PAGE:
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Americans have plenty of options when they shop for a new pickup truck. Not only are there many brands available, but there are also many types of pickup trucks to choose from. Two of the most common types are mid-size and full-size trucks. Here’s how the two are different.

Mid-size vs. full-size power

As the names may imply, a full-size truck will likely have more power than a mid-sized truck. Of course, it depends on the make and model as well as the engine. However, according to Autotrader, in general, a full-size truck will have a far more powerful engine than a mid-size truck.

But, in terms of performance, a mid-size truck is usually as powerful as a full-size truck. Autotrader says most mid-size trucks will have similar performance figures as a full-size truck in terms of things like acceleration times. That’s because although a mid-size truck is smaller, automakers will generally give it a similar power-to-weight ratio as a full-size truck.

When it comes to towing and payload capacity, however, full-size trucks typically have an edge here. Full-size trucks are larger with a bigger engine, so they can typically haul a much larger load than a mid-size truck. Again, numbers vary based on the make and model, but Motor1 says most mid-size trucks can haul less than 7,000 pounds. Most full-size trucks will be able to haul over 10,000 pounds.

It’s a similar story for comparing payload capacity. Autotrader says many mid-size trucks can carry 1,500 pounds of cargo in the bed whereas full-size trucks can carry over 2,000 pounds of cargo. That said, Autotrader mentions most people won’t need to haul anything heavier than what a mid-size truck can carry, so a mid-size truck is good enough for most situations.


Once again, the physical size difference between the two types of trucks means that a mid-size truck will have less room than a full-size truck will have. Mid-size trucks aren’t small trucks, but in terms of factors like legroom and headroom, a full-size truck will almost always be better than a mid-size truck.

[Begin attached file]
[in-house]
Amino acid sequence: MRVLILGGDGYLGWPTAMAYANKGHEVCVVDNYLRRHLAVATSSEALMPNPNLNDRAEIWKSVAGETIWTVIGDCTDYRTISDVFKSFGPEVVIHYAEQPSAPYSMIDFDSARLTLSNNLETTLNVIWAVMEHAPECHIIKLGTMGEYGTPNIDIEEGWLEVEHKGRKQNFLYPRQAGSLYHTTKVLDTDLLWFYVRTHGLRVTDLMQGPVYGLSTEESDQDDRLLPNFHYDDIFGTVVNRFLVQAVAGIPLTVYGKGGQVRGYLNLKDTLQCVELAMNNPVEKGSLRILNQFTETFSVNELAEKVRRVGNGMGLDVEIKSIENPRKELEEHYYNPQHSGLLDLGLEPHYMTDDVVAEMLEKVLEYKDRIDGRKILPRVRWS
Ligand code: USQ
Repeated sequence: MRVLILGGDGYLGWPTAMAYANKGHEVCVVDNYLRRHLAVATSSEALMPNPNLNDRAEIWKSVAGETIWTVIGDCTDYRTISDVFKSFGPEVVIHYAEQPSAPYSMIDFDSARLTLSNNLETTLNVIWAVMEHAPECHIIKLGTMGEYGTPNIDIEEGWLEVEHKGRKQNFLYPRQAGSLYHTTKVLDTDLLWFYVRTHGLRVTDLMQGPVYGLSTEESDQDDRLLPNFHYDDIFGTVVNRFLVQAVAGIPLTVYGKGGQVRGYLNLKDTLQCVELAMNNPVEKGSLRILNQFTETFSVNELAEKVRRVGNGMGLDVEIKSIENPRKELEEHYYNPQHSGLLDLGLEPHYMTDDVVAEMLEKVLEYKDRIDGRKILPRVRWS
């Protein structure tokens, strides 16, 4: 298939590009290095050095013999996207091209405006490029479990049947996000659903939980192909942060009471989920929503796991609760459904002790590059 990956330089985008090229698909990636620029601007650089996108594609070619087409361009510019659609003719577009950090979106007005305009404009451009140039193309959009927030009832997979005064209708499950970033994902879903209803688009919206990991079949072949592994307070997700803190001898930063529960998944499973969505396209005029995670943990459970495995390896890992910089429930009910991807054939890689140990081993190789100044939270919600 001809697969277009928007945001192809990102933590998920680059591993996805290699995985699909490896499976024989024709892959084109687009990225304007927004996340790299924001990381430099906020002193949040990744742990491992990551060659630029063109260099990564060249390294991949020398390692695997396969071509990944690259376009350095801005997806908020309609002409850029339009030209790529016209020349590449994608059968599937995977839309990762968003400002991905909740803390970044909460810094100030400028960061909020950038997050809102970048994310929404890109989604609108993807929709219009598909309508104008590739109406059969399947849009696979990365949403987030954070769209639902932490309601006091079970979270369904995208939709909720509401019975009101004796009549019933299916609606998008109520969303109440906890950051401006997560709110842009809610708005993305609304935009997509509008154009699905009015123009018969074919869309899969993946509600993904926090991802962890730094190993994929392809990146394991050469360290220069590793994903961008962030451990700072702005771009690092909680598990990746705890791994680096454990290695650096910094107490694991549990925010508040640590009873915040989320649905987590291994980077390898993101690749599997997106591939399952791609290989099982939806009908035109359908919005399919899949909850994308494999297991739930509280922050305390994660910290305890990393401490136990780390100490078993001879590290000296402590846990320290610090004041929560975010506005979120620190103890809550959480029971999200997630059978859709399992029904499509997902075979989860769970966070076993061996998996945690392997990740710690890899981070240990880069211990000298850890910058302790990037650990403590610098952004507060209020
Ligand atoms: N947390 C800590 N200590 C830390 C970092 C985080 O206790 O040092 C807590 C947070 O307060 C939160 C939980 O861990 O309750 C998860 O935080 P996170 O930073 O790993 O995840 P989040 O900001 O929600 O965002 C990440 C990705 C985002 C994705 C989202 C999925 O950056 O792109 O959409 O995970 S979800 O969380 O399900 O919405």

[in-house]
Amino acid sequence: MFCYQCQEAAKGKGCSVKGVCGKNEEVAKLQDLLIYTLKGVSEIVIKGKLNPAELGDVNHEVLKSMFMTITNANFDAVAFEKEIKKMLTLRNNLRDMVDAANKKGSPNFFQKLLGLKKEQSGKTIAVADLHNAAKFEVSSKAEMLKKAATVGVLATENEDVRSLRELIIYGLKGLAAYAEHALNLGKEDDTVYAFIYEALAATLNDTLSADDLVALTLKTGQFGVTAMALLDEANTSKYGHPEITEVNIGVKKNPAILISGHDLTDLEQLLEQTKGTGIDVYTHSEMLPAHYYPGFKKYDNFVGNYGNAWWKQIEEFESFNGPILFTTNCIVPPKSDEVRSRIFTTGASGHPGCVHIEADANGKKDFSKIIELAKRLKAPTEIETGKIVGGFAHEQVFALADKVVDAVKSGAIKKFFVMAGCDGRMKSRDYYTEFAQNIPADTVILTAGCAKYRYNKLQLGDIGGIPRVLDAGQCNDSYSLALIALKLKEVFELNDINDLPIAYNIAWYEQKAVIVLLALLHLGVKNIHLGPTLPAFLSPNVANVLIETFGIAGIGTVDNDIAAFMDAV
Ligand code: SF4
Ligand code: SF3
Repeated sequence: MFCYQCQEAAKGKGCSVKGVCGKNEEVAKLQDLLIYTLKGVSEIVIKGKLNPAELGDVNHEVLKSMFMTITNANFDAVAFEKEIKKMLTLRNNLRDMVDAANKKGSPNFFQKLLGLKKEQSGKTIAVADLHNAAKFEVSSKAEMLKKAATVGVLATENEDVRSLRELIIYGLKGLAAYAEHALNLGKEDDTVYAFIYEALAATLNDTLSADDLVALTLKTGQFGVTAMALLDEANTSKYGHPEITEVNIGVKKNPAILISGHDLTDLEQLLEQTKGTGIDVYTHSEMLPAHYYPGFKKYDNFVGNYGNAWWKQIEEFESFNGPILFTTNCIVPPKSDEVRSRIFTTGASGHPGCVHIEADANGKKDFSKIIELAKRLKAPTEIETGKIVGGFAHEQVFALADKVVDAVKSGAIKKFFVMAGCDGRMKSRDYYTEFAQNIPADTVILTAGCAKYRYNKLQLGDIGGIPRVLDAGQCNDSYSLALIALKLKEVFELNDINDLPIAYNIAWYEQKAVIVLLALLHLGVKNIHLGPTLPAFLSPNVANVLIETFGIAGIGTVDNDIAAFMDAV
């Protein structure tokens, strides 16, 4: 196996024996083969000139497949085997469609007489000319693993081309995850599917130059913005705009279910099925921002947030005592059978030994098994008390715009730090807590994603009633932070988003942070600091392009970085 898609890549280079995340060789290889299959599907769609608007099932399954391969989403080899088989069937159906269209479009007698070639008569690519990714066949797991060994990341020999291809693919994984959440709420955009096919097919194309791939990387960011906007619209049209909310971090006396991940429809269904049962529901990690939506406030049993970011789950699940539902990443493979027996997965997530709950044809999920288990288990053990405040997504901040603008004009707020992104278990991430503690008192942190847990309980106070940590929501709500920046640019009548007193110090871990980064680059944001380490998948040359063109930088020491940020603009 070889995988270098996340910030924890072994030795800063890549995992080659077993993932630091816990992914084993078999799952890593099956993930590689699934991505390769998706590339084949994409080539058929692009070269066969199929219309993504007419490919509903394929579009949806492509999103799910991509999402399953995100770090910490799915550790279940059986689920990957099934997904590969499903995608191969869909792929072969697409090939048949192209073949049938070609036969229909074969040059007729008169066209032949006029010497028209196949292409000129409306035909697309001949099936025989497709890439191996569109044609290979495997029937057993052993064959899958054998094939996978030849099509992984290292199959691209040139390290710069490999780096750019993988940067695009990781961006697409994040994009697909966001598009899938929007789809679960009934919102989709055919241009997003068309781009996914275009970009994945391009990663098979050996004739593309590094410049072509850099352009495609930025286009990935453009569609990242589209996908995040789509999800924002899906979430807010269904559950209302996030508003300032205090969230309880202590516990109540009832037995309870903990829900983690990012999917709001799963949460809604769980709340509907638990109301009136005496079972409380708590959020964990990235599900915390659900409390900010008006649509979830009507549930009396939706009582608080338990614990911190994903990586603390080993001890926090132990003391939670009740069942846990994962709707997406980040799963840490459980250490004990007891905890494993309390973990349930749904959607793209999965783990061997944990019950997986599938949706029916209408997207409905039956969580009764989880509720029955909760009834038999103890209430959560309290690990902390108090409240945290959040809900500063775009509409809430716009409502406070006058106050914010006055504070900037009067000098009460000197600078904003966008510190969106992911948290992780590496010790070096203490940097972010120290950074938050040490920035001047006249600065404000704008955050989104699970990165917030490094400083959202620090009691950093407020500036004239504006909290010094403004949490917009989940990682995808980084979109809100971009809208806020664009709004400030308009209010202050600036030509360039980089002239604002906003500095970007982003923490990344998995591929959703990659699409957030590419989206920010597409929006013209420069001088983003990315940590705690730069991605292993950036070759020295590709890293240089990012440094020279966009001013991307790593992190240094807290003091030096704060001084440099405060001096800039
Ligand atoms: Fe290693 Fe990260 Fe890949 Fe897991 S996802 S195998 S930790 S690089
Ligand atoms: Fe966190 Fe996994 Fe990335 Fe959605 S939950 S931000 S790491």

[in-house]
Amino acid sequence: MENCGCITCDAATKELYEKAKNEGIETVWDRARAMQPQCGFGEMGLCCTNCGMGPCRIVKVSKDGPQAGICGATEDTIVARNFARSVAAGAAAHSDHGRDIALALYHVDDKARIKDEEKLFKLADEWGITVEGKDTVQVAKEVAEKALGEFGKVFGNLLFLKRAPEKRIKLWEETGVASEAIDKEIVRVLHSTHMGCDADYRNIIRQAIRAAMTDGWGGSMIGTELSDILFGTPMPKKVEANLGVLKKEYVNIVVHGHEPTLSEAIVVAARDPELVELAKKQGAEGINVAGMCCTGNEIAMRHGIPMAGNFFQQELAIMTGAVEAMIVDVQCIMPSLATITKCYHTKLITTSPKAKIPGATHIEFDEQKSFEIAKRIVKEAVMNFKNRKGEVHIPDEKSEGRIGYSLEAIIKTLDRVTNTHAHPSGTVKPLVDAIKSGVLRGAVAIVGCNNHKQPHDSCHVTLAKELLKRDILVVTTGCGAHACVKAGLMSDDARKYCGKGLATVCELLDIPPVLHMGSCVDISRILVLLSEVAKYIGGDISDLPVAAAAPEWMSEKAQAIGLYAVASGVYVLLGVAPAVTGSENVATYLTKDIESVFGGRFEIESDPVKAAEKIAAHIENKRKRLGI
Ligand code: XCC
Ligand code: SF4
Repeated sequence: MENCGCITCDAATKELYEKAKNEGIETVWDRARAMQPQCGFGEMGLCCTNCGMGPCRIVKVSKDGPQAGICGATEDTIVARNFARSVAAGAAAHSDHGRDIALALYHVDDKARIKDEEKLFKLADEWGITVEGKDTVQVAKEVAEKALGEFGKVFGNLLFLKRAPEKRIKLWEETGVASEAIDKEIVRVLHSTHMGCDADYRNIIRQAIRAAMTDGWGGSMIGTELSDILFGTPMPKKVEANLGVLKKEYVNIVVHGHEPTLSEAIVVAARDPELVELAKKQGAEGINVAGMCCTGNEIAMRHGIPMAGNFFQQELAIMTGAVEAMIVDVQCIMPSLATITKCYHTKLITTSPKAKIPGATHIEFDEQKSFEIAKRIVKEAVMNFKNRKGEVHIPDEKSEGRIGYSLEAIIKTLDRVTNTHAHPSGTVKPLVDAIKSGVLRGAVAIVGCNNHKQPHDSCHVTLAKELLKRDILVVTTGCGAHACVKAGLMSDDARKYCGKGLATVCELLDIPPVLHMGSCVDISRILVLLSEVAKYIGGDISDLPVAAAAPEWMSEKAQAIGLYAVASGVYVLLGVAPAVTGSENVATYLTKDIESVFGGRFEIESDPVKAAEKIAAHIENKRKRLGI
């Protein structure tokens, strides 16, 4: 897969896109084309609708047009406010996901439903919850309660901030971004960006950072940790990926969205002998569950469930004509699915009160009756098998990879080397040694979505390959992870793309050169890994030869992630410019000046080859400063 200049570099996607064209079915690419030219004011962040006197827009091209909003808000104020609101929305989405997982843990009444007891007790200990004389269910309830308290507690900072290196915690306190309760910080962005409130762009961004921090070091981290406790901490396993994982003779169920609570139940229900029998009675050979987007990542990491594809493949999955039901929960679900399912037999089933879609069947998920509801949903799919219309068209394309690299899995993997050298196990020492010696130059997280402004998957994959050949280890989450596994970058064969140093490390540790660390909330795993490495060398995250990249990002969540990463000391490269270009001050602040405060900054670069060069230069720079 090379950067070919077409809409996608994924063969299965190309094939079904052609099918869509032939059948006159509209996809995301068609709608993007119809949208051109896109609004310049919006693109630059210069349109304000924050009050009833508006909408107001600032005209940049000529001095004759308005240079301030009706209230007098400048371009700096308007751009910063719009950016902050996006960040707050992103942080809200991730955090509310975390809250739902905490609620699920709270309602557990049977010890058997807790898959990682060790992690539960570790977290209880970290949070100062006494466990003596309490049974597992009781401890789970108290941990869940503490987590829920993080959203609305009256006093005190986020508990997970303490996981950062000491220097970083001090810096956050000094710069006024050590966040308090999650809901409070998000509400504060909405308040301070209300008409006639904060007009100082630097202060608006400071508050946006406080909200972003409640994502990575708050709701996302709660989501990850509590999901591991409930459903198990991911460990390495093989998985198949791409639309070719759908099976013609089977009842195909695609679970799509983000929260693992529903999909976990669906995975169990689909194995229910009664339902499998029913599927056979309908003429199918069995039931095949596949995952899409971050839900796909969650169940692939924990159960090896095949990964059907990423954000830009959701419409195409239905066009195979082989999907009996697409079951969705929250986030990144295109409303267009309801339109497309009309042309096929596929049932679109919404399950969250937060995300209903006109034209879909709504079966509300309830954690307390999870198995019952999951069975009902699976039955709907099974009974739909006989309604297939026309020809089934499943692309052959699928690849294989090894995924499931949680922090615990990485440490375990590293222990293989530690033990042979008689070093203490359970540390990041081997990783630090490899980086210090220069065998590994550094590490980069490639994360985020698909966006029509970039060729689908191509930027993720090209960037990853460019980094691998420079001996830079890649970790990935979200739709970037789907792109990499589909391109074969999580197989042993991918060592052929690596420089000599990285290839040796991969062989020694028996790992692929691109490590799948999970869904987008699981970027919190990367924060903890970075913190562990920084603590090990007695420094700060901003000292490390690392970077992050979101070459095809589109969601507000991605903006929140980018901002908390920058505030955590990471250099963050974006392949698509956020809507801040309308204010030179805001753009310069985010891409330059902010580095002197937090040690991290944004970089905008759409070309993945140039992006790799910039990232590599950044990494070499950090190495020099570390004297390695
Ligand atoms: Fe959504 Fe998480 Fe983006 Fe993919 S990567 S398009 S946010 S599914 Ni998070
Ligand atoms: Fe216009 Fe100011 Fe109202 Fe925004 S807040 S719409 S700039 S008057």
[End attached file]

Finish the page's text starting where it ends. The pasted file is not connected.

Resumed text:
The two types of trucks also have a significant difference between the room in the beds. A full-size truck will have a larger bed than a mid-size truck. This usually allows a full-size truck to easily accommodate larger objects like construction material more than a mid-size truck.

Price and fuel economy

Due to their capacity, full-size trucks tend to cost more than mid-size trucks. Motor1 says most mid-size trucks start in the $20,000 range; the more expensive ones start at $30,000. Full-size trucks, on the other hand, can start at twice this price range. That said, because full-size trucks tend to cost more to begin with, some automakers will outfit them with added features.

In terms of fuel economy, full-size trucks are at a disadvantage due to their size. Of course, it also depends on your engine choice, but generally, mid-size trucks will have a much better fuel economy.

For these reasons, both Autotrader and Motor1 say a mid-size truck is often good enough for what most Americans desire. However, if you need what a full-size truck offers or if you simply prefer a full-size truck, then they’re still a great buy if you can afford it.